The Climate Change Commission this week got stuck into the current settings of the Emissions Trading Scheme.
Commissioner Rod Carr said as it stood it was a "threat" to achieving our targets to slash damaging gases.
Here's what you need to know:
What is the ETS again?
The scheme is a government-run market where polluters buy credits to emit.
People can plant forests then sell the credits generated on the scheme.
It is supposed to be an integral tool to get to net zero emissions by 2050.
The idea being that prices rise over time incentivising firms to innovate and pollute less.
New Zealand's Emissions Trading Scheme does not differentiate between reducing emissions, ie not emitting the gas in the first place, and reductions from trees absorbing and storing carbon.
We are the only country that allows limitless tree planting in its ETS.
What's wrong with it
In a report this week the Climate Change Commission took aim at the current ETS settings, saying it makes the country far too reliant on planting trees instead of making real cuts to emissions.
The report said we are on track for large swathes of land being planted out, "allowing gross emissions to continue largely unabated".
It is cheaper to plant trees than take most other steps to reduce actual emissions.
The report said growing pine can cost between $25 and $50 per tonne of carbon dioxide equivalent, when "many opportunities to reduce gross long-lived gas emissions cost upwards of $100 per tonne".
The price of carbon is already having an effect - the estimated amount of exotic forestry planted last year was 60,000 hectares, double what had been projected.
Meanwhile, the price of carbon has plummeted recently after the government ignored the commission advice regarding the ETS late last year.
Boom and bust
The report warned that mass planting will eventually lead to huge amounts of credits coming onto the market, which would force prices way down.
Ultimately by 2037 the ETS could cease being a useful tool to drive emissions reductions - the price of carbon will be too low and will no longer be an incentive for polluters to change practices.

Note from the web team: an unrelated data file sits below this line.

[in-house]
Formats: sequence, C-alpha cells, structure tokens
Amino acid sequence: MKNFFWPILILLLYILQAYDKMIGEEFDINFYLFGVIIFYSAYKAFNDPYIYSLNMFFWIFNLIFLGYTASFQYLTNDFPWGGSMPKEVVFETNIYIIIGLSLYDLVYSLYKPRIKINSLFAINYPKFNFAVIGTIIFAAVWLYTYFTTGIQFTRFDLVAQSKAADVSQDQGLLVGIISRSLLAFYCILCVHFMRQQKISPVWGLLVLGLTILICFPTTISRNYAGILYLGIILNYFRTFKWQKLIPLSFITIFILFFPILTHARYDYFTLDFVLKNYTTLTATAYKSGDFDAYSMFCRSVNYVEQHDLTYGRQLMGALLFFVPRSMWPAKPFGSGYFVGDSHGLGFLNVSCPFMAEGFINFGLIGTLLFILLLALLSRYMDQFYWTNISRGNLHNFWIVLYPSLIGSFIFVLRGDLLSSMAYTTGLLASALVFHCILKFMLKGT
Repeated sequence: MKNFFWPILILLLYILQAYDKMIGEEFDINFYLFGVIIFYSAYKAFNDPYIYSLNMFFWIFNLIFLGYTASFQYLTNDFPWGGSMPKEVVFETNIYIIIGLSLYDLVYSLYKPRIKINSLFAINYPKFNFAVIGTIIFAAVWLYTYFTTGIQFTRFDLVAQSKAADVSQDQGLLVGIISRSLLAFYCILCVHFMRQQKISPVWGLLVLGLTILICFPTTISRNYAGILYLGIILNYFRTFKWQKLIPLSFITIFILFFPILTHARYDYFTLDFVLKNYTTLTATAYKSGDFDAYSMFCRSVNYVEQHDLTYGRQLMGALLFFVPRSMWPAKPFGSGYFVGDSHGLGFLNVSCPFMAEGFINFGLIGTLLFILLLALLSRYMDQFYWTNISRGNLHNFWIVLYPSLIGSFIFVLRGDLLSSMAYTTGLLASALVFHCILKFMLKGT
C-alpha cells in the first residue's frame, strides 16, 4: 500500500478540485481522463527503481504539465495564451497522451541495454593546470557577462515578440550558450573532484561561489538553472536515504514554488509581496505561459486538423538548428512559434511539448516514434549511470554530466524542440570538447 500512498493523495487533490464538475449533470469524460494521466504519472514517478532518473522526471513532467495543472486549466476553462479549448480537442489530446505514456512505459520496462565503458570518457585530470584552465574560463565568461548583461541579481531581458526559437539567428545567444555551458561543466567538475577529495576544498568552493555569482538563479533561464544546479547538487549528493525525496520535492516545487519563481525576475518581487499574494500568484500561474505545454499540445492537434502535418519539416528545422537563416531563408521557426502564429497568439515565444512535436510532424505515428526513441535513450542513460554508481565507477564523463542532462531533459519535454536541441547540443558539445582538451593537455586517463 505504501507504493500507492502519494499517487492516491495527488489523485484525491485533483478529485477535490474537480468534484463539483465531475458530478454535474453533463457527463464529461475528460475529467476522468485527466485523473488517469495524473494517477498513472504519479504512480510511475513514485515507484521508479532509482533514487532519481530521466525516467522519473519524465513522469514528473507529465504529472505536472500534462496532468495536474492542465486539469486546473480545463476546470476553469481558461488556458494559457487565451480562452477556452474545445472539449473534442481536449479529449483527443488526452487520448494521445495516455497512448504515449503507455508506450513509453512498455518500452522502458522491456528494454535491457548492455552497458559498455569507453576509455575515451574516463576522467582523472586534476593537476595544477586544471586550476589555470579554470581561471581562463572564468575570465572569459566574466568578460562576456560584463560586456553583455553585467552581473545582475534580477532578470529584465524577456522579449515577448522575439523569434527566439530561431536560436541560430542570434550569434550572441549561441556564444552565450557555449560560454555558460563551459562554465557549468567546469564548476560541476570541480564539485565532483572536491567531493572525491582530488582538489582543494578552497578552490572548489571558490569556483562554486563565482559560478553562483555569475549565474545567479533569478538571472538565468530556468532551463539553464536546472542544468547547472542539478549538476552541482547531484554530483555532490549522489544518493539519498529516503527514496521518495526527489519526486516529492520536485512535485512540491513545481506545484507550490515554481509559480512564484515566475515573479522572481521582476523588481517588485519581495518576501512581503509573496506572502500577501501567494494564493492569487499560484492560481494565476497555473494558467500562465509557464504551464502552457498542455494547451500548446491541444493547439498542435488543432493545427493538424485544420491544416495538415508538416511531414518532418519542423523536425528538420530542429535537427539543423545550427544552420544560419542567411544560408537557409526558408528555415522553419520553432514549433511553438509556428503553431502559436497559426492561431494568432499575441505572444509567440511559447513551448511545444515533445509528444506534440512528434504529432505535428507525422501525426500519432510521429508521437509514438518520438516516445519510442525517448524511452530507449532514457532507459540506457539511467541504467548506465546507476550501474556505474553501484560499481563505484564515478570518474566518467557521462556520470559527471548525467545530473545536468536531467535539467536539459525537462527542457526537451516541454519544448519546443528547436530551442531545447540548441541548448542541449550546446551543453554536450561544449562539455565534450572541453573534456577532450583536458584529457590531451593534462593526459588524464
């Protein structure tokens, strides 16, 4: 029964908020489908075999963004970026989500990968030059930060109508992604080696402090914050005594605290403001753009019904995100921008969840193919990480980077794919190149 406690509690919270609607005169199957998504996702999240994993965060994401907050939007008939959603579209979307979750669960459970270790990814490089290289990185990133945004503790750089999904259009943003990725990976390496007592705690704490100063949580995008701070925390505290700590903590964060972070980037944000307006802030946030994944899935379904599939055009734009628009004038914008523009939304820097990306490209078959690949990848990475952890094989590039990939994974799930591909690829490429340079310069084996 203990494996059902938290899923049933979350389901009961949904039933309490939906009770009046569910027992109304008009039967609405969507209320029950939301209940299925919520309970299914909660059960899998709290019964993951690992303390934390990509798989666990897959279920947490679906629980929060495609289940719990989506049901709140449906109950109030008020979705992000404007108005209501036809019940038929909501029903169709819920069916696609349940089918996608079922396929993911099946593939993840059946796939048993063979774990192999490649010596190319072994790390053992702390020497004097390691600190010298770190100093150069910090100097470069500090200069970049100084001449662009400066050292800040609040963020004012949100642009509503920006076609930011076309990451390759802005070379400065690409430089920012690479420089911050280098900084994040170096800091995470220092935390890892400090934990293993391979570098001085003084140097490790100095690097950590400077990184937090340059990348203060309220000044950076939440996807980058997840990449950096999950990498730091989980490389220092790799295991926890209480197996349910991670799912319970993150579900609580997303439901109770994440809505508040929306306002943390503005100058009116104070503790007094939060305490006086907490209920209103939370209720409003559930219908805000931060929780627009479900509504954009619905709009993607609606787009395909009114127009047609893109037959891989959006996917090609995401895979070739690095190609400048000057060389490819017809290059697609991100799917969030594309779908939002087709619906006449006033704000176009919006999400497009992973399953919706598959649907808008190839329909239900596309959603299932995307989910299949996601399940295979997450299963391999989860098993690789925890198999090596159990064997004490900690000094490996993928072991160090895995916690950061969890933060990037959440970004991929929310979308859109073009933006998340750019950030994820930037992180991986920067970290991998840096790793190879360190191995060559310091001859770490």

We would still get to "net zero" emissions, but would still be burning fossil fuels, and having to keep planting ever more trees to offset previous and future emissions.
There has also been outcry from rural communities about the economic and social impact of converting large swaths of land used for sheep and beef farming land forestry.
The current trajectory means the country would miss the opportunity to develop and deploy new technologies early for which the international market will pay a premium for.
It could also be bad for forest owners as they may not get the return on investment they were banking on when the trees were first planted.
And it will mean there is no incentive to keep planting the trees needed to offset the difficult-to-avoid emissions. For example, from some industrial processes.
Not all carbon is the same
The report describes how the 2050 target does not distinguish between gross emissions reductions and carbon removals, despite them not being equivalent.
It says the timeframes are inconsistent.
"The carbon stored in fossil fuels has been locked away deep underground for millions of years.
"When fossil fuels are burnt, this carbon is released to the atmosphere and adds to the "active" carbon cycle - the continual exchange between the atmosphere, land, and ocean.
"Fully reversing this process takes hundreds of thousands of years. The addition of fossil carbon into the atmosphere is therefore effectively permanent on human timescales."
Trees can be cut down, damaged in storms by fire or by pests, and the carbon then released again.
Govt should add a 'gross' target
The commission says the purpose of the ETS needed to shift to driving gross reductions, not just net (once the benefit of tree planting has been subtracted).
It wants the government to determine a goal for cutting gross emissions, and it has given suggestions for what the levels should be.
Currently there is only a net target - the ledger once the trees are taken into account.
The government is reviewing the ETS settings.
Carbon price drops after Govt balks at cost of living
This all comes after the carbon price dropped considerably.
Government concern about the cost of living saw it late last year reject the commission's advice to let the price of carbon go up, which caused prices to plummet.
A subsequent ETS auction failed, as bids did not get high enough to trigger the release of units.
It likely is partly a signal that the market is unsure the government is serious about its plans to cut emissions.
The commission said the government should use policy levers like the Winter Energy Payment and welfare to support people to deal with the increased costs associated with climate action.
Not fiddle with the ETS to keep peoples' costs down.
Current policies and plans falling far short of reduction targets
The critique of the ETS from the Climate Change Commission came in a report containing its draft advice for how to slash emissions for the second half of the decade - which was released earlier this week.
The report also found that current policies and plans fall short of hitting targets.
Commissioner Rod Carr said they actually only get us halfway to our goals.